How to Avoid Being Victimized by Medical Malpractice

Doctors are in a position of power when it comes to their patients because they are expected to serve as medical experts who want the best for their patients. It is this imbalance in power and expertise that influences a person like Jonathan Stelly to agree to a surgical procedure without even thinking to question his doctor’s advice.

But in the world we live in today, it can be extremely difficult to determine if a doctor is a good egg or a bad egg. And as scary as that may be, the responsibility lies in the hands of the patients to be their own best advocates and ensure that anyone involved in health-related decisions has their best interests in mind.

If a person ever visits a physician and is advised to undergo a surgical procedure – especially if it is a serious form of surgery with significant risks – it is always a good idea to consult another doctor for a second opinion. After he became aware of his doctor’s crimes, Stelly consulted with several other doctors – all of whom told him that he only required some standard heart medication and that his procedure was completely unnecessary.

Do a Google search of your doctor’s name and see what comes up, you may be surprised what you find and it could save you a great deal of headache in the future. There is no such thing as being too diligent, and many times there is plenty of useful information – from review sites, blogs and forms of social media – about doctors on the internet. 

1 Comments
I became eligible for Medicare last year and already I'm having doctors try to scam me, including one that I've known for years. The greed and lack of morality came as a surprise to me, but now that I see how the game is played, I am asking doctors to give me a detailed statement of the services they perform and informing my insurance company of things that are charged but not done. Actually, I think the whole medical community is guilty of overbilling and I think it's intentional. Years ago, for example, when I was in my thirties, I was scheduled for an out-patient surgery to lance an abscessed bartholine gland. Between the time the surgery was scheduled and was to be performed, the abscess burst on its own and there was no need for the surgery. When the insurance statement came though, however, it said I had had the surgery. My company was paying for my insurance, so I took the statement to the office manager and told her that the billing was incorrect. After investigating it, the insurance learned that indeed, the surgery had not been done. My company started a policy offering everyone 10 percent of whatever was recovered through false billing if they reported it. It was amazing how much they recovered. Also, my husband was ill for most of his later life and I always went through the bills with a fine-tooth comb. Errors were common and things were always overbilled -- never underbilled. I think they do this on purpose.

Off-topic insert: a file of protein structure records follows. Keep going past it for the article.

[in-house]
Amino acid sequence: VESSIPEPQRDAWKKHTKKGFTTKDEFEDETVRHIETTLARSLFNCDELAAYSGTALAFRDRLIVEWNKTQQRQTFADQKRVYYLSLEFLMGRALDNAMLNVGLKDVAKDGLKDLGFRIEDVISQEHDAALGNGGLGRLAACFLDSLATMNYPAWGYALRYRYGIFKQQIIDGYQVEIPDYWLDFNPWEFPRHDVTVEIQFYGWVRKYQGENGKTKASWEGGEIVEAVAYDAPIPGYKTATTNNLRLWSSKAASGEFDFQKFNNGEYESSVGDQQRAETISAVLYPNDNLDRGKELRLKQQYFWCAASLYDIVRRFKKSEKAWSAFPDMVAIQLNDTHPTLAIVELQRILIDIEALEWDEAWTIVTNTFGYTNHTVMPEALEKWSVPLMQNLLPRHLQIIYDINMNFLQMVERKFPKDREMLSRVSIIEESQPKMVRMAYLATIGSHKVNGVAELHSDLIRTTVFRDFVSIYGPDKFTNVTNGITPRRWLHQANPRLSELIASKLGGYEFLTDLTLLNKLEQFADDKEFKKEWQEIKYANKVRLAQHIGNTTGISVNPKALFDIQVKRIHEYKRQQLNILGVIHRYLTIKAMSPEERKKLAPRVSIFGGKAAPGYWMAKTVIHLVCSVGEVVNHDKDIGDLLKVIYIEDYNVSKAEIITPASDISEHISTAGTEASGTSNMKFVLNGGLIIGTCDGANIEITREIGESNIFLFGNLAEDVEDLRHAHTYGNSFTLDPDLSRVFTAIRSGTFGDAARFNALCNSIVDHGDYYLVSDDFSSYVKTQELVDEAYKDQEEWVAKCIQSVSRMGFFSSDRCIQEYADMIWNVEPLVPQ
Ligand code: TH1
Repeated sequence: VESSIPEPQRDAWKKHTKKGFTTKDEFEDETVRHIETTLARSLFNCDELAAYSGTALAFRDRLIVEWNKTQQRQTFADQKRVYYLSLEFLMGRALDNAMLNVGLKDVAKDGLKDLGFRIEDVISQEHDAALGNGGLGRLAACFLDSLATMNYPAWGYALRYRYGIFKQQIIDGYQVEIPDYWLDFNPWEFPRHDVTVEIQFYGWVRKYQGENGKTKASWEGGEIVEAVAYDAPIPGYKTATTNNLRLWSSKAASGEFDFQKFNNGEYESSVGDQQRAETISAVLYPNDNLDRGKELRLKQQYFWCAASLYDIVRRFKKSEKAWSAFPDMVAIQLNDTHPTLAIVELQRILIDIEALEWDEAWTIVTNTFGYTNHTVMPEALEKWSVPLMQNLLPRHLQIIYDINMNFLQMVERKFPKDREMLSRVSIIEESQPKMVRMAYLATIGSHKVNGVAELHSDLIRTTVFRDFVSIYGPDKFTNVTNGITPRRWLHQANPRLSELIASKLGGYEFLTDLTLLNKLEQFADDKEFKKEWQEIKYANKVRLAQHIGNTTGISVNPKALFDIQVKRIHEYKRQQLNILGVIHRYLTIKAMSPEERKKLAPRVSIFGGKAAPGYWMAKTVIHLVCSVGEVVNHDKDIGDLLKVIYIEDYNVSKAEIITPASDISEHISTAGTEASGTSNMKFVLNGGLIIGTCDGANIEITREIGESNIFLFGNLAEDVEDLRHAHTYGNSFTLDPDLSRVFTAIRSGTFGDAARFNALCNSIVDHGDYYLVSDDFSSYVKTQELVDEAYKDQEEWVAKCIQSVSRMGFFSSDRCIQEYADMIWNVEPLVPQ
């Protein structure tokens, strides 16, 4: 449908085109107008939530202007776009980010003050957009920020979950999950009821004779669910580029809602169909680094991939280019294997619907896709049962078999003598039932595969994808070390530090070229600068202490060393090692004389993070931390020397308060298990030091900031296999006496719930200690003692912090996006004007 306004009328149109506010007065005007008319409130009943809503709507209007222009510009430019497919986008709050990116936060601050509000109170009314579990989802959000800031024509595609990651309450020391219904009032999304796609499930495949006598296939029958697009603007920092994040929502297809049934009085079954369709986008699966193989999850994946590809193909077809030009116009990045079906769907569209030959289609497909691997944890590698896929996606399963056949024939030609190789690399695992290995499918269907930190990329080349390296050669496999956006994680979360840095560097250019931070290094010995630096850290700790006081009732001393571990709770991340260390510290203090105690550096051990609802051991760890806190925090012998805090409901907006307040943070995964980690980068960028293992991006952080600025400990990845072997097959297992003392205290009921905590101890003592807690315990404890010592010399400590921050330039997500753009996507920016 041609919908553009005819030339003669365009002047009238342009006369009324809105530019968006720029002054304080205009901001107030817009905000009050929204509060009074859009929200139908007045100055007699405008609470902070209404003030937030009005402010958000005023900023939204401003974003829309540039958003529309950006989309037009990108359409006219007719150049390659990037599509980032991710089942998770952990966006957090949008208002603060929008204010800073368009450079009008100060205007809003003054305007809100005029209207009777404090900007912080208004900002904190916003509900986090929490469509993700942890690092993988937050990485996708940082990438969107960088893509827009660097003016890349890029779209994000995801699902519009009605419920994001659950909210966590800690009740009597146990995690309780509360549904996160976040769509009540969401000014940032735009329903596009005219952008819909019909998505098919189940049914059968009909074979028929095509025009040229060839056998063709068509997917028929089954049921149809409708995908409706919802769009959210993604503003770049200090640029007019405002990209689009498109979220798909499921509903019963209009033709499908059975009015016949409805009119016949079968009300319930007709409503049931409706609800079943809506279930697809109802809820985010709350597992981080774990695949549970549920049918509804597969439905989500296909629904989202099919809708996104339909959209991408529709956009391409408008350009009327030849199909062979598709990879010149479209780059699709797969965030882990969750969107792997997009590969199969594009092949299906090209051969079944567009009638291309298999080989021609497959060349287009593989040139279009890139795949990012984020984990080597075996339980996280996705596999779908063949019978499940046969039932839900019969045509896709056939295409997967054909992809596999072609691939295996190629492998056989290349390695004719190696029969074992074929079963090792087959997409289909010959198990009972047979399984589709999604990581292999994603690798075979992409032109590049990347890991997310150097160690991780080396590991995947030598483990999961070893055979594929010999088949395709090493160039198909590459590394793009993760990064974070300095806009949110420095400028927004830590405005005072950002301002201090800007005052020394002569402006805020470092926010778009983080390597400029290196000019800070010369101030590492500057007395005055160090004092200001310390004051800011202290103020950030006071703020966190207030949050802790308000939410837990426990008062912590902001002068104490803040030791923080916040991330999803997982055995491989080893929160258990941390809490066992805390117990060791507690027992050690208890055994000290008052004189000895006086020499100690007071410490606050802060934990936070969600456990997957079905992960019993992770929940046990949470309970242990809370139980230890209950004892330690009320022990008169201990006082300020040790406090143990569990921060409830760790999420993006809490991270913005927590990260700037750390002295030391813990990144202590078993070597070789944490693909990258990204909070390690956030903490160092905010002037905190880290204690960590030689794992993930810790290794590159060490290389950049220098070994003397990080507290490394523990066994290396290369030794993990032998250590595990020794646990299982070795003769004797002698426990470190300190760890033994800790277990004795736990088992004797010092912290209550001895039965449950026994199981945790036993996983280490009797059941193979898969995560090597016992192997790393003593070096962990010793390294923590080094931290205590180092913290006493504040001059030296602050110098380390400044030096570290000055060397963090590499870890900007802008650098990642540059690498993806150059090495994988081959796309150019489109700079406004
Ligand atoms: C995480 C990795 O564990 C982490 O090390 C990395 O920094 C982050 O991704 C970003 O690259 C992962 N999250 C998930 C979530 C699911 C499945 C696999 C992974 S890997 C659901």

by Janet August 4, 2014 at 01:50 AM